For more COVID-19 recovery resources and information, please visit this page.

EDC is here to help. You can use the button below to request our assistance with finding information, applying to relief programs, and more.

Request EDC assistance

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Economy in crisis: Job growth slows as we head into New Year

KEY TAKEAWAYS

  1. After an impressive October employment report, San Diego is set to end the year on a down note.
  1. Job growth in November is expected to slow, similar to the U.S., and fresh stay-at-home orders set the stage for a weak December and January.
  1. The string of weak employment expectations could delay a return to full employment from Spring 2021 to the Fall.

Given the way 2020 has unfolded to date, it’s only fitting that the year would end with a fizzle instead of a sizzle.

It looks like November’s jobs report for San Diego will serve up a slowdown similar to what was seen nationally. For the U.S., payroll job growth slowed substantially from 610,000 net jobs gained in October to a worse-than-expected 245,000 in November, on a seasonally adjusted basis. On a not-seasonally-adjusted basis, which is how the San Diego employment figures are delivered, U.S. job gains were cut by about two-thirds, from 1,587,000 in October to 517,000 in November. The fortunes of San Diego’s job market are tightly tethered to those of the nation’s, so we can expect a similar dynamic to play out here.

We won’t know for sure until the San Diego jobs numbers are officially released next Friday, December 18. But we can surmise some baseline conclusions based on the U.S. jobs numbers, California continuing claims for unemployment insurance, and recent stay-at-home orders issued by the state and county.

Based on the historical relationship between U.S. and local employment, it looks like San Diego gained anywhere between 7,500 and 8,000 jobs in November, down considerably from 21,500 the month prior. Moreover, some push and pull between industries will likely emerge.

The unemployment rate, which is calculated using a different survey than the one used to estimate nonfarm payrolls, appears poised to fall further despite the anticipated slowdown in payroll job growth. After falling 1.2 percentage points in October, from 8.9 percent to 7.7 percent, the rate could fall to around 7 percent in November. October’s employment report showed that a record 55,800 workers joined or rejoined the labor force, which has the effect of pushing the unemployment rate higher. So, if any of the mad rush back into the labor market was reversed last month, then the jobless rate could be shown to have fallen even as low as 6 to 6.5 percent.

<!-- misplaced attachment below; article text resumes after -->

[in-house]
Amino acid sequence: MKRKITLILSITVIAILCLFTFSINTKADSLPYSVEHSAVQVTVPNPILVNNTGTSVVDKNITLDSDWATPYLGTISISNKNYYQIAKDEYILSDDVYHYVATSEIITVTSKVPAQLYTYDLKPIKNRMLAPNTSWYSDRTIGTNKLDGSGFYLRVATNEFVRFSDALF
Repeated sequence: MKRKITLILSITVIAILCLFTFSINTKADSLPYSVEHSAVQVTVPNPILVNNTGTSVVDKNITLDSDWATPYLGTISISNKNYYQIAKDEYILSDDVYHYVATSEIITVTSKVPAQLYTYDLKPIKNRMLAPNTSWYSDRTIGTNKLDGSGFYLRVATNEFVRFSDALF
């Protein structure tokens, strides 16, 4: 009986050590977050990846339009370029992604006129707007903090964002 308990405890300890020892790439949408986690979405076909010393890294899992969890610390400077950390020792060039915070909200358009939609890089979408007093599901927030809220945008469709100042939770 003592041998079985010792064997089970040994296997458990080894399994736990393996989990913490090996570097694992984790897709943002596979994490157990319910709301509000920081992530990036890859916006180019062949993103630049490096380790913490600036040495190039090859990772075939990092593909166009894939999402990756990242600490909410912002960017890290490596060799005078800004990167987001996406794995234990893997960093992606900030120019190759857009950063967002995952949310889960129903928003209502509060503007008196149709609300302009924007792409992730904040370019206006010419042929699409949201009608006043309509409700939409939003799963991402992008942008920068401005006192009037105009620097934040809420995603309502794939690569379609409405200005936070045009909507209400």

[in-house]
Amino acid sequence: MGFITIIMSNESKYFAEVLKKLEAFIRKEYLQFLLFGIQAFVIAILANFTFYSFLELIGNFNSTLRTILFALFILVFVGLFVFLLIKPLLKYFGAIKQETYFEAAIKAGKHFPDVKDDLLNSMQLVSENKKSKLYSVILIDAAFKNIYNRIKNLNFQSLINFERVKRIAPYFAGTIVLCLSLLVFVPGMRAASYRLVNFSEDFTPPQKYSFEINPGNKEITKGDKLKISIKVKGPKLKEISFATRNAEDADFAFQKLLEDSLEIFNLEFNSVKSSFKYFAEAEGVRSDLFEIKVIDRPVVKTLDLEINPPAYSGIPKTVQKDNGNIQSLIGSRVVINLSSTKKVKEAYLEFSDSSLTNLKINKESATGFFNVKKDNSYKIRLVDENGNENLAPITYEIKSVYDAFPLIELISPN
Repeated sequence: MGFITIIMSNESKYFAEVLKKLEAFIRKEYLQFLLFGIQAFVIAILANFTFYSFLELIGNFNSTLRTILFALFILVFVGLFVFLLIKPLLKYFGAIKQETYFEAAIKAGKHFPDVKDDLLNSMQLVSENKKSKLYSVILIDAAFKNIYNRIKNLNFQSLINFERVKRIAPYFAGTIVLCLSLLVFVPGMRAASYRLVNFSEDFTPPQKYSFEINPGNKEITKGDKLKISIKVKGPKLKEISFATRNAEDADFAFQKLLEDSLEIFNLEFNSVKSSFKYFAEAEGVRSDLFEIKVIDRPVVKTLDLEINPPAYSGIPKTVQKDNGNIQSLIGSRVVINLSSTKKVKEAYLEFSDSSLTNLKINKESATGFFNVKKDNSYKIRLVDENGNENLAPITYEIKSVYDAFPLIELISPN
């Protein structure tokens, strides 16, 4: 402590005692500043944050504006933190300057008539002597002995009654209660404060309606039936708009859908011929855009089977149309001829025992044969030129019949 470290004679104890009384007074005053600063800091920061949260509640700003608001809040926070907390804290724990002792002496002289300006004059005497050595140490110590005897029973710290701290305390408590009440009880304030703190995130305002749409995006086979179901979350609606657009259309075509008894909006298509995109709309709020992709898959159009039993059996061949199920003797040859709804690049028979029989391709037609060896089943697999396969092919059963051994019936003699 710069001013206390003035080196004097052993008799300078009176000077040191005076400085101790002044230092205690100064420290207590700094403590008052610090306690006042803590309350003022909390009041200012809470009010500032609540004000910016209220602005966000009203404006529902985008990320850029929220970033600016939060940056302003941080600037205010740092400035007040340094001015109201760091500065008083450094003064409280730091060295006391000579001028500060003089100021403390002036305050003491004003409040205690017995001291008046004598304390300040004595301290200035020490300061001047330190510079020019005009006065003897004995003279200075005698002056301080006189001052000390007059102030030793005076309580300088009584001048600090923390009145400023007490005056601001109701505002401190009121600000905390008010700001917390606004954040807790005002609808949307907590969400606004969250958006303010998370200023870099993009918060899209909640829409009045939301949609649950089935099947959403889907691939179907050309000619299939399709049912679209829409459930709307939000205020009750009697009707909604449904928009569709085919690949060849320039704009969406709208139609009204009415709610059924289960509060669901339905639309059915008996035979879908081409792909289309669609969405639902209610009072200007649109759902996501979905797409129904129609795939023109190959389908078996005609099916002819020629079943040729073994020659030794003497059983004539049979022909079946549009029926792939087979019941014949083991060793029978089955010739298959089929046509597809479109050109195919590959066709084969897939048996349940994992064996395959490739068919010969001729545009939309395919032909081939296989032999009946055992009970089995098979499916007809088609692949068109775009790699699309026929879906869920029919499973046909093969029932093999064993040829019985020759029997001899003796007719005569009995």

SOFT END TO THE YEAR?

With the labor market slowing in November, it seems like a safe bet to assume a setback is in the cards for December, especially in light of the most recent COVID-19 shutdown orders. This certainly appeared to be the case in July when San Diego County reissued directives for non-essential businesses to halt or reduce operations as COVID infections surged and employment took a step back.

However, since San Diego’s job numbers are not adjusted for seasonality like the national figures, it’s important to realize that monthly employment patterns may reflect the seasonal ebb and flow of the job market. Looking back through history, San Diego has experienced July employment declines in 54 of the past 72 years that data are available, making it especially tough to tell if the dip this past summer was shutdown-related or simply a normal seasonal occurrence. In fact, the drop in July was just about average—slightly less so, actually—than those seen in most other years.